5. 5. G. Strengthen collaboration between pediatric and adult subspecialists in the care of children with special needs. 3. Enhance the training and practice of health care professionals to enable them to better manage the care of children with chronic conditions and work collaboratively with pediatric subspecialists within the medical home model of care. A. Increase training of primary care providers and pediatric subspecialists in behavioral, developmental, and emotional issues; transition to adult care; and the medical home model of care. B. Using Maintenance of Certification, coordinate continuing medical education activities on targeted specialty topics, such as mental health. C. Expand pediatric residency outpatient electives and fellowship outpatient training requirements to ensure more training in consultation, referral, care coordination, transition to adult care, and other medical home concepts. D. Offer more interactive continuing medical education for primary care providers and pediatric subspecialists, including opportunities for subspecialists seeing patients in primary care practices. 4. Ensure a sufficient supply of pediatric subspecialists to meet the needs of children requiring subspecialty care in coordination with the medical home. A. Establish a national recruitment and retention strategy for pediatric medical and surgical subspecialties, working with academic medical institutions, specialty societies, national medical organizations, foundations, and government agencies. B. Expand integrated pediatric and psychiatric graduate medical education tracks and explore the feasibility of other combined residency programs. C. Explore the feasibility of shorter subspecialty training options for those interested in entering community practice rather than academic medicine. 5. Improve public and private financing mechanisms to ensure access to pediatric subspecialty care within medical homes, including appropriate reimbursement of collaborative and interdisciplinary care and graduate and continuing medical education. A. Lift the graduate medical education caps for all physician subspecialties and increase support for graduate medical education to the 100 percent full-time equivalent (FTE) level for those residents training in a program after they completed an initial residency, not at the current 50 percent FTE level. Also, create new funding directed at pediatric subspecialties experiencing difficulties filling positions. B. Create new training grants, scholarships, loan forgiveness plans, and tax incentives for pediatric medical and surgical subspecialties and for primary care providers seeking to increase their skills in managing chronic childhood conditions.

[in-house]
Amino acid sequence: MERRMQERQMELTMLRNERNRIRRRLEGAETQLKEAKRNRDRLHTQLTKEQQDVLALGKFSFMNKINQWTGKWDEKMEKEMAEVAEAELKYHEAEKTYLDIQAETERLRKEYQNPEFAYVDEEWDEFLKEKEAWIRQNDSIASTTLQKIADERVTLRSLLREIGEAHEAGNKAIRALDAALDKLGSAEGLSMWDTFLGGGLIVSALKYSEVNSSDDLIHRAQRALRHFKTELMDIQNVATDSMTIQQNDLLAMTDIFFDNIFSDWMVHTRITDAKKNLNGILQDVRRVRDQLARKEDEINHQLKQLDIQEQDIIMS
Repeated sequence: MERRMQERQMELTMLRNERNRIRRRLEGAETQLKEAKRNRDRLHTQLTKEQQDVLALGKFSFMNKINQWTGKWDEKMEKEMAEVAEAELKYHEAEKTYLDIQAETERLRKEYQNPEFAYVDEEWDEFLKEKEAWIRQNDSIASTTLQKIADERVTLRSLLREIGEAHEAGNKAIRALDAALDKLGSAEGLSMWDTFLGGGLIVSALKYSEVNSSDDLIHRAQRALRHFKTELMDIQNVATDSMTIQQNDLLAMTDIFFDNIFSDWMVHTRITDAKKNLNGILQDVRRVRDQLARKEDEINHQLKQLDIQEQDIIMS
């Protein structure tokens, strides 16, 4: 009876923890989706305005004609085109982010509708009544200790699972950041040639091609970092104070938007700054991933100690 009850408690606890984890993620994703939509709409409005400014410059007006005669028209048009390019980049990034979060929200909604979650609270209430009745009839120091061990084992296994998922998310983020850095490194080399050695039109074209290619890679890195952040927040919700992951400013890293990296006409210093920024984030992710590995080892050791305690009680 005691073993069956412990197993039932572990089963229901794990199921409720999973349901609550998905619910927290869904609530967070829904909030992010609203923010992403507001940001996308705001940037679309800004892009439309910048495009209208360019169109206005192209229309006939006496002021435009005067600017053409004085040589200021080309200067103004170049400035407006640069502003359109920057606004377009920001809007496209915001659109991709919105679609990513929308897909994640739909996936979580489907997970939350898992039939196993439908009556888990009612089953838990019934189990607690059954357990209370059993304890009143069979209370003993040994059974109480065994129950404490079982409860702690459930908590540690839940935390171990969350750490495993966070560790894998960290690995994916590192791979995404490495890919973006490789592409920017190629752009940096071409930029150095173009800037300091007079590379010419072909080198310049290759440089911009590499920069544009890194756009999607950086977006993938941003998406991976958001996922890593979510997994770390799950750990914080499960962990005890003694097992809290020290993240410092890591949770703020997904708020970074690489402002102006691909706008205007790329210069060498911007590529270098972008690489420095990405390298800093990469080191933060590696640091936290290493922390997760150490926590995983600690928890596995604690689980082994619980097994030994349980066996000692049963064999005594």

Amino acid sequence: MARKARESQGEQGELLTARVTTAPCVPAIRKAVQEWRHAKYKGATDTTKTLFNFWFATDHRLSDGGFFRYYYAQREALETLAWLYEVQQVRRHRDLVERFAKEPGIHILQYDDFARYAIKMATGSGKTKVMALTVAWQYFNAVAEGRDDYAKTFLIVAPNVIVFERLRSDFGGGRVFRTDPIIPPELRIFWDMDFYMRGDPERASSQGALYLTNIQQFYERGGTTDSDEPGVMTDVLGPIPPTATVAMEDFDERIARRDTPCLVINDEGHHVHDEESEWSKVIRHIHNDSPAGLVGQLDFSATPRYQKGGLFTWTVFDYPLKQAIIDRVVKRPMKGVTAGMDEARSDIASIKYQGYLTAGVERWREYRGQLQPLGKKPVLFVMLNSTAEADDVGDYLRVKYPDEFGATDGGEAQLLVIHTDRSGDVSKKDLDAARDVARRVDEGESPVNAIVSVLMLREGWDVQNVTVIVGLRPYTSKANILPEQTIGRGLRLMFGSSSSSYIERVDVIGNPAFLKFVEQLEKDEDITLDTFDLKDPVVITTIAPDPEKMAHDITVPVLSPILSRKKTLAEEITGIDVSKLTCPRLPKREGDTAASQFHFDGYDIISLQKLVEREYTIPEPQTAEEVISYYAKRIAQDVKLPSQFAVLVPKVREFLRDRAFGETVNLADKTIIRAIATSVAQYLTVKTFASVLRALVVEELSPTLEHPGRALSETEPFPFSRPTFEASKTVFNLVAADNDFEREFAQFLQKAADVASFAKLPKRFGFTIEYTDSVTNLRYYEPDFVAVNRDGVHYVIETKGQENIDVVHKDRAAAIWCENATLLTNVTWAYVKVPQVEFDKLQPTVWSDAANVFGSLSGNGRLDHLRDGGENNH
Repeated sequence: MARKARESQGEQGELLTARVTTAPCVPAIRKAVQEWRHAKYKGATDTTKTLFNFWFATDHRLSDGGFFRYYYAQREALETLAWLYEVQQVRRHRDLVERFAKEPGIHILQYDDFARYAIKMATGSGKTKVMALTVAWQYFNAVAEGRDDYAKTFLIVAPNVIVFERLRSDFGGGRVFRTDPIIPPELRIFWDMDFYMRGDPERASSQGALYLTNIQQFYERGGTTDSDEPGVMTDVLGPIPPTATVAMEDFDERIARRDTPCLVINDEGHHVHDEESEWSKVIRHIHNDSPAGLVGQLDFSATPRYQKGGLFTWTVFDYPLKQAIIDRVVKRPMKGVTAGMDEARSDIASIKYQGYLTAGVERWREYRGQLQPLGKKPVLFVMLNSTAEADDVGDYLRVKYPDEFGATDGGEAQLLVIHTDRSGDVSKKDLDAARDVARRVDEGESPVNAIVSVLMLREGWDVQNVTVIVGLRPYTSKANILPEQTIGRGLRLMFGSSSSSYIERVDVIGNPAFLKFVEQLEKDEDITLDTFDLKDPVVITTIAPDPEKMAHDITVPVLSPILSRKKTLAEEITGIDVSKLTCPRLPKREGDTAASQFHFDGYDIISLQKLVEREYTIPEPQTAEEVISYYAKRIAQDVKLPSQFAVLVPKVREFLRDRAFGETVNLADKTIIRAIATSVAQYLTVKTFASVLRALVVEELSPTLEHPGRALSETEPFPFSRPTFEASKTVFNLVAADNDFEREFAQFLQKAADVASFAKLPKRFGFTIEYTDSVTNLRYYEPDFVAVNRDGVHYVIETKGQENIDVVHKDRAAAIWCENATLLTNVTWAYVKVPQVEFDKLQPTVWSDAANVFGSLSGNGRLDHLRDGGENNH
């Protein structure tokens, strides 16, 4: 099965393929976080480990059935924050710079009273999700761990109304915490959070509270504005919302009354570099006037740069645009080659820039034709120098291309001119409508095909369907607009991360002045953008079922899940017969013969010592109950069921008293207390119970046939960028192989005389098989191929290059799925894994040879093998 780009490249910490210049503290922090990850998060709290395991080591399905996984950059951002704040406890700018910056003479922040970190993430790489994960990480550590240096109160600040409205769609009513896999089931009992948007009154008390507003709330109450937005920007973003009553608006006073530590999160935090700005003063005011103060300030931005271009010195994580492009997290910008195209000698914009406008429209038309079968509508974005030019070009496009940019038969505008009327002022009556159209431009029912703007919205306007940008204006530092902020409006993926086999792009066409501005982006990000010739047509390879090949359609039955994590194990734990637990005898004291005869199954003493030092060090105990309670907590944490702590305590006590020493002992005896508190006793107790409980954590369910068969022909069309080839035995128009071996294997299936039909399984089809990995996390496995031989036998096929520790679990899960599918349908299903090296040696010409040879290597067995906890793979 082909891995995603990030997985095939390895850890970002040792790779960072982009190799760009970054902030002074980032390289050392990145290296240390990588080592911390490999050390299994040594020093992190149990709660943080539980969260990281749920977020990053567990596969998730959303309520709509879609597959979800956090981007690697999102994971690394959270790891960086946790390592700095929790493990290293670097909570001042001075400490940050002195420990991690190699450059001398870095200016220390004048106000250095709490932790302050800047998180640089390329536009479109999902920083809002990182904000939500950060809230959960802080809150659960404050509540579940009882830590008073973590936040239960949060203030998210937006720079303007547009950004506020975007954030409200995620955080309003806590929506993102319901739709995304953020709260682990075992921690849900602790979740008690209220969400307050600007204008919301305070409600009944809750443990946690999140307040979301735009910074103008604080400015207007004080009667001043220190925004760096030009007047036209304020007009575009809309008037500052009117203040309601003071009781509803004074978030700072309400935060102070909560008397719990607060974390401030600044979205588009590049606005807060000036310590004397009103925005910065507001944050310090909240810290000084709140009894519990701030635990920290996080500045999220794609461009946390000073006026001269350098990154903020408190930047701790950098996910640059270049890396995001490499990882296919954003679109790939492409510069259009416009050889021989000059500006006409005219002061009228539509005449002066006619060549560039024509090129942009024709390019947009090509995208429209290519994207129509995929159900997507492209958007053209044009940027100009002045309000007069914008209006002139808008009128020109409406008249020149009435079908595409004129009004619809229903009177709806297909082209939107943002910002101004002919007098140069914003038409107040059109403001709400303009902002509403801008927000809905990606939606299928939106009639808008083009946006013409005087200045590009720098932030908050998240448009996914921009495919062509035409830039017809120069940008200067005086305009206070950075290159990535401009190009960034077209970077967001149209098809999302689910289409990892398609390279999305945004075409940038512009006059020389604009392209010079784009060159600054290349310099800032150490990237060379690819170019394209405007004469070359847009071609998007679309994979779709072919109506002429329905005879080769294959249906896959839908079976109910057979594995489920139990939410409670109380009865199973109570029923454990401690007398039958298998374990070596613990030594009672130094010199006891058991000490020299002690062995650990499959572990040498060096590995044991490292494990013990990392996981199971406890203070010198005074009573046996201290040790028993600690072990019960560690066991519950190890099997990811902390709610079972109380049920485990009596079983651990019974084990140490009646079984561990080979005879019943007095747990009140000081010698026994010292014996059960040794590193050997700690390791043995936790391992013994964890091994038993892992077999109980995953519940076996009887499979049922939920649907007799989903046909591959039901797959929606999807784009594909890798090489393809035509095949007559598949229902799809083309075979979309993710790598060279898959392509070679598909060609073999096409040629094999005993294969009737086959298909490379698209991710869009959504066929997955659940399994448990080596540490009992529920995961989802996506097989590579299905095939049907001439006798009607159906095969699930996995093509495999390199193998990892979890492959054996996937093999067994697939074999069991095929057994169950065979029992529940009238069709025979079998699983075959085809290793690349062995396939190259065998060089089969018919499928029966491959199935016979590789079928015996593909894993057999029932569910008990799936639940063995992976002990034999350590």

6. 6. C. Support the establishment of a Medicaid Payment Advisory Commission to address physician reimbursement issues, including payment reforms to support the medical home model of care and also to address effective strategies for increasing participation in Medicaid. D. Promote the availability of adequate public and private health insurance reimbursement for communication, consultation, coordination, interdisciplinary care, telemedicine, and also behavioral, developmental, and mental health services furnished by primary care providers. E. Develop new financial incentive programs to promote collaborative arrangements between medical home providers and pediatric subspecialists. F. Encourage public and private support for research and demonstration projects to evaluate outcomes of collaborative, interdisciplinary models of pediatric training and care delivery. G. Establish public/private funding mechanisms, including grant programs, to support regional, State, and local collaborative planning to expand access to pediatric subspecialty care within the medical home. H. Establish funding support for the use of technology and routine travel to rural and other underserved areas by pediatric subspecialists. 6. Improve the knowledge base regarding access to and quality of pediatric subspecialty care within the medical home model of care. . A. Work with family organizations to obtain data on pediatric subspecialty access difficulties. B. Obtain workforce information on pediatric subspecialist clinical FTEs. C. Prepare a uniform, consistent approach to needs assessment across all pediatric subspecialties. D. Create new mechanisms for obtaining information on pediatric surgical and hospital- based specialties that are not boarded by the American Board of Pediatrics. E. Examine health care outcomes among children receiving care in medical home practices with collaborative pediatric subspecialty care. Children’s timely access to pediatric subspecialty care is an essential component of a comprehensive medical home. Unfortunately, all too many children are experiencing lengthy delays in obtaining needed subspecialty care. To accomplish critical improvements in pediatric care, these recommendations offer short- and long-term strategies that public and private agencies, health care providers, and payers can work on jointly.